Sometimes when I read books off my TBR Pile Challenge list, it's kind of a slog, and I wonder why I bothered keeping this book around. However, more often than not, I've been so pleasantly surprised by a book I'm annoyed at myself for waiting so long to read it. The Sisters: The Saga of the Mitford Family is the second type of book -- a sheer delight and one that I couldn't stop reading.
I'd never heard of the Mitfords until I watched the BBC adaptation of Love in a Cold Climate around 2006. I was so enchanted by the story that I quickly bought the book (a combined volume with The Pursuit of Love.) I loved them both so I was delighted to find The Sisters, which I promptly put on my to-read shelf and then ignored, though I moved it from house to house. I'm really glad I finally read it -- it's both a chatty tell-all and a fascinating biography of a the intertwining lives of six sisters from an eccentric aristocratic English family.
This is one of those stories that is truly stranger than fiction. The eldest sister, Nancy, became a bestselling author; the third sister Diana was a reowned Society beauty who married an heir to the Guinness fortune and then left him for Oswald Mosley, a right-wing politician who became an infamous Fascist (both were imprisoned without trial for three years during WWII); another sister, Unity, was one of Hitler's groupies and was rumoured to have been his lover. The next-to-last sister, Jessica (nicknamed "Decca") eloped with a distant cousin Edmond Romilly, a nephew by marriage to Winston Churchill. Romilly had fought against fascism in Spain and they were both Marxists. The youngest sister, Deborah, became Duchess of Devonshire. So, you can just imagine that this book is just packed with interesting characters and history, mostly set during my favorite period, the inter-war years in England. I will note that there's quite a focus on Unity's friendship with Hitler, which is really quite creepy. There's also a lot of discussion as to whether or not some of the sisters were anti-Semitic. I know that this wasn't uncommon among the upper-class British at the time, but it sometimes makes for some uncomfortable reading.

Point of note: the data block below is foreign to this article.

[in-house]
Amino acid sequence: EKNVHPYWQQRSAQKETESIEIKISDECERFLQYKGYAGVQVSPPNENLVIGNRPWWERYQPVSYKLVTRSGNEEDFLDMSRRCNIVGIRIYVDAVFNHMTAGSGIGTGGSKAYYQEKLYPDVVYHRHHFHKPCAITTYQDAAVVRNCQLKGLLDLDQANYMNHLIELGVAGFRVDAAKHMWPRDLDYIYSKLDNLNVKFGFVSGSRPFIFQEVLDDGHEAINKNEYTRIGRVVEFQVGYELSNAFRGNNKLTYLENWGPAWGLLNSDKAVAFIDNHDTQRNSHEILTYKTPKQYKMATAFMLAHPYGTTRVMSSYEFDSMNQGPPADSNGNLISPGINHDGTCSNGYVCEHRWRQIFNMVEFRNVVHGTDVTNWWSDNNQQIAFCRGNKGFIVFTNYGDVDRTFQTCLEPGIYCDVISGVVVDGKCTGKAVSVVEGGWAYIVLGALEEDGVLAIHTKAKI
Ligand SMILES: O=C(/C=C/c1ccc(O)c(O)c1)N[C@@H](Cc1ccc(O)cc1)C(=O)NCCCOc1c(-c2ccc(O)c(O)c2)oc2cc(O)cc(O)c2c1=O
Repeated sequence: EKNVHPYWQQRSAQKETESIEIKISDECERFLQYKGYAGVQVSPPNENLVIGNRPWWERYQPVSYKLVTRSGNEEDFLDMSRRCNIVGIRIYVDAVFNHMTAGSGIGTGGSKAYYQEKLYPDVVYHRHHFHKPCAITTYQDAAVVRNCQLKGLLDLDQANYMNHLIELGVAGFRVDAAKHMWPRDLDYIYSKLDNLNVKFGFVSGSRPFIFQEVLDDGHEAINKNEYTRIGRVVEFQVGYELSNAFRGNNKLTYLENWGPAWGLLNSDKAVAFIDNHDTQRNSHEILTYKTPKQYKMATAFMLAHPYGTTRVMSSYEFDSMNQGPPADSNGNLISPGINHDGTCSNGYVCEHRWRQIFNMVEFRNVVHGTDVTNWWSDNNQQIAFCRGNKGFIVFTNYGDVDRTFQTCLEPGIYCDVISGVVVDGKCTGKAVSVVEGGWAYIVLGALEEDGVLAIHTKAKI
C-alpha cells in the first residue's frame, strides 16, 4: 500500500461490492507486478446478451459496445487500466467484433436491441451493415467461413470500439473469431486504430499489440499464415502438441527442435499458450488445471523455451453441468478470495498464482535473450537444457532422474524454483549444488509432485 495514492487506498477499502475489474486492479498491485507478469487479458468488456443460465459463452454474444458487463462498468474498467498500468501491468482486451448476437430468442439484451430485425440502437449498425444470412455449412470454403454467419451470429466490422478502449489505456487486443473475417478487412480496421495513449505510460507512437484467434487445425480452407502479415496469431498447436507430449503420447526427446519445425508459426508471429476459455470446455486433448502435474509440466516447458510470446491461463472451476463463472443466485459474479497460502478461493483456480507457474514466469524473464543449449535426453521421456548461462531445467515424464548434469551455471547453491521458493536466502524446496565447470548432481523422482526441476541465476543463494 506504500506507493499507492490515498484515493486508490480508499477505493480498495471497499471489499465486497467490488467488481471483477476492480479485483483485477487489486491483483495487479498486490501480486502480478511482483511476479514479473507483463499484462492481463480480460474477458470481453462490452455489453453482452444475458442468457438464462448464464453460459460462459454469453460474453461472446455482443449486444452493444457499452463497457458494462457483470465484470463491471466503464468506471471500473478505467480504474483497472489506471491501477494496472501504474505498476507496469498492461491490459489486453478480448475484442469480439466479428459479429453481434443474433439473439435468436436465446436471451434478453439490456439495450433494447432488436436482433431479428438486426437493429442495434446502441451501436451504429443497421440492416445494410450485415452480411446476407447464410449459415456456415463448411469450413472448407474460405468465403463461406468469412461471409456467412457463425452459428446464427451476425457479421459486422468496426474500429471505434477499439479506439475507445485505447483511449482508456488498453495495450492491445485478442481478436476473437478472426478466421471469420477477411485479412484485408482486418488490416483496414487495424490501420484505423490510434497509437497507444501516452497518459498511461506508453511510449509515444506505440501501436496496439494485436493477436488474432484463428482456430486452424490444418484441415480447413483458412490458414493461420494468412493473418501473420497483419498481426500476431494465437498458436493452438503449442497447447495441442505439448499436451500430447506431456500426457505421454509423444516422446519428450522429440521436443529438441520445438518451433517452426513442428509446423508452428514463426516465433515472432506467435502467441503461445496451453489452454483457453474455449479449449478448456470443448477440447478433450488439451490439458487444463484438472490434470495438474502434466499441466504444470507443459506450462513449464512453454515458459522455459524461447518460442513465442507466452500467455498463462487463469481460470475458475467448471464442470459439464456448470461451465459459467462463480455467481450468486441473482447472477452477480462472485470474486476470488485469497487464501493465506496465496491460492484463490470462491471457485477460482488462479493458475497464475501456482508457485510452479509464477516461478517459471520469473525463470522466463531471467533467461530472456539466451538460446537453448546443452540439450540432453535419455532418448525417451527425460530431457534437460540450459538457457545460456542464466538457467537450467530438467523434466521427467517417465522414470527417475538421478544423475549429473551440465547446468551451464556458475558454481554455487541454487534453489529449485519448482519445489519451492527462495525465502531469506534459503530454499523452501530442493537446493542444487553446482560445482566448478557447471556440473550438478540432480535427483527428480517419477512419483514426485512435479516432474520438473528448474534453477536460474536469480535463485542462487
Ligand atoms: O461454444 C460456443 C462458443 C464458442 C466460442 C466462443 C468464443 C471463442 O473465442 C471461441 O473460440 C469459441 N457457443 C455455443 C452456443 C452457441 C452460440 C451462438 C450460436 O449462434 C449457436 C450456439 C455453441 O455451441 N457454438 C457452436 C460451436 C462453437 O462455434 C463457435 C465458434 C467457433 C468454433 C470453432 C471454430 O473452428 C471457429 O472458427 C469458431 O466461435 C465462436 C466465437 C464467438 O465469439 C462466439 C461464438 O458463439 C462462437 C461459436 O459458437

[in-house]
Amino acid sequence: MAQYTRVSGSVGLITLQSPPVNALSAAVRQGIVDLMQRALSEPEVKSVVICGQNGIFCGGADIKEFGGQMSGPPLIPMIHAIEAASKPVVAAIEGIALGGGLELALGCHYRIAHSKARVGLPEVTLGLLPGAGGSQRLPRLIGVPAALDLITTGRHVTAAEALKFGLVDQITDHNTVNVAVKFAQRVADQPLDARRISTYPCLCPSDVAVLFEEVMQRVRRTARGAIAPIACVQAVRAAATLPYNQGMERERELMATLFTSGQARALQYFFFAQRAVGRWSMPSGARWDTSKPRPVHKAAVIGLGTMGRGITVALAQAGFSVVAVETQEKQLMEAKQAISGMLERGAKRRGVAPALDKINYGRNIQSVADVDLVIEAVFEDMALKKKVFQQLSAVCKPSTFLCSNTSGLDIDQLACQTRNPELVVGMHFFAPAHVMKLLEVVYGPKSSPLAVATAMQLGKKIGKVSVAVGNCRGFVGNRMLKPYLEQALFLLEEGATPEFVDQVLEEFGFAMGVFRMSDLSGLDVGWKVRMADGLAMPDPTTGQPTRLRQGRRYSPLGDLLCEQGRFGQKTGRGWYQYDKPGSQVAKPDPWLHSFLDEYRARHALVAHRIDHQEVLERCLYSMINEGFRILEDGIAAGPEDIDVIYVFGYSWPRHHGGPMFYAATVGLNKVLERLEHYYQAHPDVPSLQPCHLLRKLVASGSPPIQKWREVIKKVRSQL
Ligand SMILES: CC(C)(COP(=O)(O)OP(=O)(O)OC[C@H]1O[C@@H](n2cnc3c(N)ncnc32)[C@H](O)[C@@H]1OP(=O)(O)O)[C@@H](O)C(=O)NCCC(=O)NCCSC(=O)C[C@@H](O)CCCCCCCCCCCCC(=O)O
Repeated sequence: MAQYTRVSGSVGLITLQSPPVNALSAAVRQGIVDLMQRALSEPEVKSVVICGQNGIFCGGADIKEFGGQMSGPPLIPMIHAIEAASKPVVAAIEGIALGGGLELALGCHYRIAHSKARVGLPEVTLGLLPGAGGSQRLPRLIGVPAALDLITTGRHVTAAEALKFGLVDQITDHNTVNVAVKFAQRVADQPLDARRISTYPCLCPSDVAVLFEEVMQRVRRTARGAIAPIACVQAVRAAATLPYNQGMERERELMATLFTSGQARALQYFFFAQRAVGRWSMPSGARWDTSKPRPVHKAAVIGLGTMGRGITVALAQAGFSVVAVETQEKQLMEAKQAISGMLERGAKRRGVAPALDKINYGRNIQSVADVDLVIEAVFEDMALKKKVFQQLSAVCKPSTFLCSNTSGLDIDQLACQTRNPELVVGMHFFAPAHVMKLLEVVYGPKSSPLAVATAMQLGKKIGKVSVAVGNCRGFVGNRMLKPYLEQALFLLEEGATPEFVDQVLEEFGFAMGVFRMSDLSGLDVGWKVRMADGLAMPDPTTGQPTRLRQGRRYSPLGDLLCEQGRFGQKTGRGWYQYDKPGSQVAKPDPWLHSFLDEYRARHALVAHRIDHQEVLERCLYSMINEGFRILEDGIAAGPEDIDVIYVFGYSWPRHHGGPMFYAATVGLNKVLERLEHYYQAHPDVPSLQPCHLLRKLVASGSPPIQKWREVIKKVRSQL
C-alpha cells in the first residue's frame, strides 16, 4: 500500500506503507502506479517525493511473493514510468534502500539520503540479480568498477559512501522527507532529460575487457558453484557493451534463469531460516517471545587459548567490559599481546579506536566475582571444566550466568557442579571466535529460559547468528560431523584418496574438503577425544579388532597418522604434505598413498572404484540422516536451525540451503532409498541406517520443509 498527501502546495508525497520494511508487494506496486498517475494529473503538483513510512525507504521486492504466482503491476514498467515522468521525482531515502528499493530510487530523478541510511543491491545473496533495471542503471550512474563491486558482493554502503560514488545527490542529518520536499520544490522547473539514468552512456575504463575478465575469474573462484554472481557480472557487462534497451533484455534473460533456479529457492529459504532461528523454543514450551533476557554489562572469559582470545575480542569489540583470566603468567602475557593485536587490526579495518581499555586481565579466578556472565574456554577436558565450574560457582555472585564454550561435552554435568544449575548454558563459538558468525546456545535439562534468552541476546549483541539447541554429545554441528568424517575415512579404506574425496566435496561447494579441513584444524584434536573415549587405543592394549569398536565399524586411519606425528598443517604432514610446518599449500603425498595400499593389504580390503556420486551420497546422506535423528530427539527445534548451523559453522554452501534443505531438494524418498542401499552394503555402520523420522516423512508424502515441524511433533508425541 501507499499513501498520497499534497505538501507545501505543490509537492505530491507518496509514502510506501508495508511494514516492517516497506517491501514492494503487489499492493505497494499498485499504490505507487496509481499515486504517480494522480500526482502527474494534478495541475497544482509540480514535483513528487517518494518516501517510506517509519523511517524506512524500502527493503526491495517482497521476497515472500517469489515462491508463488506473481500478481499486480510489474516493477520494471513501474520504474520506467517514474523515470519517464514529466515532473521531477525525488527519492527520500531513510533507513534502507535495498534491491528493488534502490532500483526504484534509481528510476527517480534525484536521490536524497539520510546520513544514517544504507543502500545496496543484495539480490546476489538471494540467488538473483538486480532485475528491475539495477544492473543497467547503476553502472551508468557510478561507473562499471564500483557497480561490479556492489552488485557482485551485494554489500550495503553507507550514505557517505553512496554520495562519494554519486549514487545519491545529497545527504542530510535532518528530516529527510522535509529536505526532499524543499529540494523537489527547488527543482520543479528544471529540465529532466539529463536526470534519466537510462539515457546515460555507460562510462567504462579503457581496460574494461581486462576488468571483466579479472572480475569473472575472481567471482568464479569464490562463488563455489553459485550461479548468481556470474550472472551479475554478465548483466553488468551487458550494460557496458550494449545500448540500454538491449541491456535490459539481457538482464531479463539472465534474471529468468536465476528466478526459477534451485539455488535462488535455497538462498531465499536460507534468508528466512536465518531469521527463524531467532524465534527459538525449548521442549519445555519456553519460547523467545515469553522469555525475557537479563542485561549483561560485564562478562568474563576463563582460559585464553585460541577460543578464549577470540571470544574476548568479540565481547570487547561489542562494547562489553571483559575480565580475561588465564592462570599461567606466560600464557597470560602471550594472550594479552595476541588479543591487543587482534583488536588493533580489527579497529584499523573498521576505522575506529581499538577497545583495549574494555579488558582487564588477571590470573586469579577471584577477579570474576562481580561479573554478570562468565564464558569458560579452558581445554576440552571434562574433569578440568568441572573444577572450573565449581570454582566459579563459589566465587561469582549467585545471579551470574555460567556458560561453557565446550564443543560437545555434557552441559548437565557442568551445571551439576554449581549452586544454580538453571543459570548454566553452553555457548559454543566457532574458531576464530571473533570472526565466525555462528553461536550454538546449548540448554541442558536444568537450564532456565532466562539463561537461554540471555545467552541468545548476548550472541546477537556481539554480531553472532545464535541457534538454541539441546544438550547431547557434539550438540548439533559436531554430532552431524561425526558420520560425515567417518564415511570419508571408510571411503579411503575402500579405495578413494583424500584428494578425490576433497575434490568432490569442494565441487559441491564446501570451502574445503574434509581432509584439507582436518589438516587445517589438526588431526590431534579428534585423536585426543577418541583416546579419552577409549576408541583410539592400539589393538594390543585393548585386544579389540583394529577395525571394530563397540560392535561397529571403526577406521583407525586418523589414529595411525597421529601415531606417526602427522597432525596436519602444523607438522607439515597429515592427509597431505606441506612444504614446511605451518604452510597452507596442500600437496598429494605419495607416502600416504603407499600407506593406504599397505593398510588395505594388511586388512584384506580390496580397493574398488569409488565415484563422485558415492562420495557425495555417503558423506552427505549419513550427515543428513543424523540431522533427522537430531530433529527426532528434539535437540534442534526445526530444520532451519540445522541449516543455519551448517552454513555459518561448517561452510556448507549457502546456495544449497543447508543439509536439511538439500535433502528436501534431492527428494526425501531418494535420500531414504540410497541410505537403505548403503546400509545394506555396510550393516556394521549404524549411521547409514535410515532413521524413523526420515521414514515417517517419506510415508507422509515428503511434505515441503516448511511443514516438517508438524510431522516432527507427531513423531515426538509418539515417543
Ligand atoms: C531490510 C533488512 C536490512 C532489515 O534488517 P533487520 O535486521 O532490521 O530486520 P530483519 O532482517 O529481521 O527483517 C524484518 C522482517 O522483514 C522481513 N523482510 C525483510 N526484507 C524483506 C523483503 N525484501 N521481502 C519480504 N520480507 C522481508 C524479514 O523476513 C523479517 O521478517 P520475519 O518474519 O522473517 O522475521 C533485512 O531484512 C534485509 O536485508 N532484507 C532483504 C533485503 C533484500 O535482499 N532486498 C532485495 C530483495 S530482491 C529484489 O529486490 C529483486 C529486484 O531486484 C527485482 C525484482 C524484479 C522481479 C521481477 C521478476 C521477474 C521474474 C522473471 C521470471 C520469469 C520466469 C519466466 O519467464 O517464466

All of the sisters (with the possible exception of Pamela, the second sister) were real characters, and they were all smart and witty -- sadly, they had very little formal education (some of the sisters never forgave their parents for denying them higher education). Most of them had writing talent, and besides Nancy, Decca and Deborah also published books -- Deborah published a memoir called Wait For Me! back in 2010.
I really enjoyed this book -- it's just chatty and gossipy enough to be fun, and includes enough history and politics to be informative, without getting bogged down in too much politics and jargon. And I was surprised that I never had any trouble distinguishing between all six of them -- they had such distinct personalities. I only had a few quibbles with the book -- there's not much about the second sister, Pamela, for one thing; also, I did have trouble keeping track of all the many houses the families lived in -- a map would have been incredibly useful, to go along with the family tree and extensive endnotes.
Overall, though, it's a great biography and I'm very interest to read more of Lovell's books. She also wrote a biography of Beryl Markham called Straight on Till Morning; The Churchills: In Love and War, plus several others. The book has really piqued my interest about the Mitfords. My TBR shelves still include Hons and Rebels, Decca's memoir; Nancy's book Wigs on the Green, a satire about the fascist sister Unity; and a 700-page volume of Decca's letters. Hopefully I'll get to some of them before the end of the year. And now I'm halfway through my TBR Pile Challenge -- I've finished six books in six months, so I'm right on track.